23rd October 2016
As part of my degree, we are encouraged to read as much as possible. This week, I read Solar by Ian McEwan, one of the most cited books in the Cli-Fi genre. The book spans many geographical regions, including the UK, Norway and the US. It encompasses love, infidelity, divorce and death (though not necessarily in that order) and McEwan does a great job of creating exceptionally believable characters.
The book follows a primary character in the form of Nobel award-winning Professor Michael Beard, who has a very messy personal life to say the least. The Professor ends up working on a solar powered solution to tackle climate change – an idea that doesn’t belong to him.
Personally I didn’t find the plot that interesting, but I think the characters helped keep the story moving. I think McEwan also did well to incorporate humour in a book about climate change, which as per all the praise on the inside book cover, seemed to be appreciated by critics in kind.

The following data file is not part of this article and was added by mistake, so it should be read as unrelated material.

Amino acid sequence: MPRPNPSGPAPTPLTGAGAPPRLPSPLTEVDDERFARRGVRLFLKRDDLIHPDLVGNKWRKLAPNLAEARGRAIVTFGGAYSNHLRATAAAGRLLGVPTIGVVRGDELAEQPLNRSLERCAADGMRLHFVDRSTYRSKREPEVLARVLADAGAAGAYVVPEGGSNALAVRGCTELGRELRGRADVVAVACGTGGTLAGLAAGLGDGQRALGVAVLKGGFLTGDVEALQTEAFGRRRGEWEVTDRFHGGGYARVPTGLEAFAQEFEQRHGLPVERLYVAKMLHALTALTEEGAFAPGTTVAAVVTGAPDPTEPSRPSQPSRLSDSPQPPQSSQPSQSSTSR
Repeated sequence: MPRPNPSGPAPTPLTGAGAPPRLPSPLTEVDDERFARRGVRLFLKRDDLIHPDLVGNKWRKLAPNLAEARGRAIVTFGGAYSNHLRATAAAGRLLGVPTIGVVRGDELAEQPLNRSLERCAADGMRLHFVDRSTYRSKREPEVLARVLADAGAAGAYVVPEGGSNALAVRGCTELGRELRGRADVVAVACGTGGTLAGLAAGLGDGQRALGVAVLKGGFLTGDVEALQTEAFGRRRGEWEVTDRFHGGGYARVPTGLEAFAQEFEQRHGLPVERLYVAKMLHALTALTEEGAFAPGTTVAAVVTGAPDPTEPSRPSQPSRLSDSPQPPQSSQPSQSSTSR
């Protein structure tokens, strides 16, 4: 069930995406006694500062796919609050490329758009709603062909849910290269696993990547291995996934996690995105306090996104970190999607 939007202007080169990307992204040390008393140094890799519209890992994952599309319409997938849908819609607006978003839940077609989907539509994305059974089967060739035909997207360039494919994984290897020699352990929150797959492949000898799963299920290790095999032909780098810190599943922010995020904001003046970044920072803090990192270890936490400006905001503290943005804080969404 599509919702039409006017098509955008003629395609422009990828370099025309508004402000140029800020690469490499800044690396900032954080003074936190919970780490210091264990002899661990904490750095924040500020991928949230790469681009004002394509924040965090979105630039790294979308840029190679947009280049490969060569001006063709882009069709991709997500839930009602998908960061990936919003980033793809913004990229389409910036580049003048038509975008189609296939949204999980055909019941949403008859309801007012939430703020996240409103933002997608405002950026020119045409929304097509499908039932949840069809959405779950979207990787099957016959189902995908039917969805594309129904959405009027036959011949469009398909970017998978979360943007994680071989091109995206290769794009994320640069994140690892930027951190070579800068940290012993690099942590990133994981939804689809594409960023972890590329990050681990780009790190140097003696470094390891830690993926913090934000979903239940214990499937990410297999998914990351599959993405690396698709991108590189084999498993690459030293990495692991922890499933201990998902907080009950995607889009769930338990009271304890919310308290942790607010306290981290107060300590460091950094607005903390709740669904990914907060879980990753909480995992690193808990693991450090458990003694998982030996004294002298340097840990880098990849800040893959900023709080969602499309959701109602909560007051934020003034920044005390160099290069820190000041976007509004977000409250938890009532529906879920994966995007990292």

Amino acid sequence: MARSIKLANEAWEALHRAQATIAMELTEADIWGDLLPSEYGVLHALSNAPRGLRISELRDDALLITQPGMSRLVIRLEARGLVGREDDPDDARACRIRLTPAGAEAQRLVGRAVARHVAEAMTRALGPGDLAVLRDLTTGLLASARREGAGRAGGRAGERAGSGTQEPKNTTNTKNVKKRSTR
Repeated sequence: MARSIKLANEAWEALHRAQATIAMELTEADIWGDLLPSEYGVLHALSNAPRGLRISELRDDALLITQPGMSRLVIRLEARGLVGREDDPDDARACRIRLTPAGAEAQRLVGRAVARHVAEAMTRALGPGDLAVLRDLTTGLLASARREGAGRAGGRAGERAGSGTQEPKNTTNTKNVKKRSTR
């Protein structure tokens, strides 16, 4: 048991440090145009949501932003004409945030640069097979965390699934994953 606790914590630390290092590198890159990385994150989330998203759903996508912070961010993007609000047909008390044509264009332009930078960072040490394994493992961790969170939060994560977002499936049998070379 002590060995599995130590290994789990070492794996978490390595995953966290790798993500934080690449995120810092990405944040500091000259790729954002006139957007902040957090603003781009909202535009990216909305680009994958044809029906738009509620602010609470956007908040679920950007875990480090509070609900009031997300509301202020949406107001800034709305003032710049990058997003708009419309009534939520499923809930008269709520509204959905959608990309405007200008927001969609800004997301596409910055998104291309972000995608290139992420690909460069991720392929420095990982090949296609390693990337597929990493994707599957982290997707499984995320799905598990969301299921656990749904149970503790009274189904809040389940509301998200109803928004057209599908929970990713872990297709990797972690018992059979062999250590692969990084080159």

By far and away, the biggest takeaway for me was the way in which McEwan communicated climate science throughout. It’s difficult to weave climate science into a story in a way which avoids ‘lecturing the reader’. But McEwan cleverly uses the Professor to relay this information and you never feel like you are being ‘given a lesson’ in climate change.
I would also like to applaud McEwan for his extremely well researched climate change information; for someone who isn’t an expert in climate science, he did an excellent job in showing that the Professor was.
My new cli-fi children’s picture book is Nanook and the Melting Arctic. Nanook is a caring polar bear who lives in the Arctic. But when his igloo starts melting, Nanook must find a way to save his friends and his home. He knows that the people who can help are also those who’ve caused the problem and he must find a way to convince leaders to act on the climate crisis. You can purchase Nanook from Amazon’s global stores including Amazon UK and Amazon US.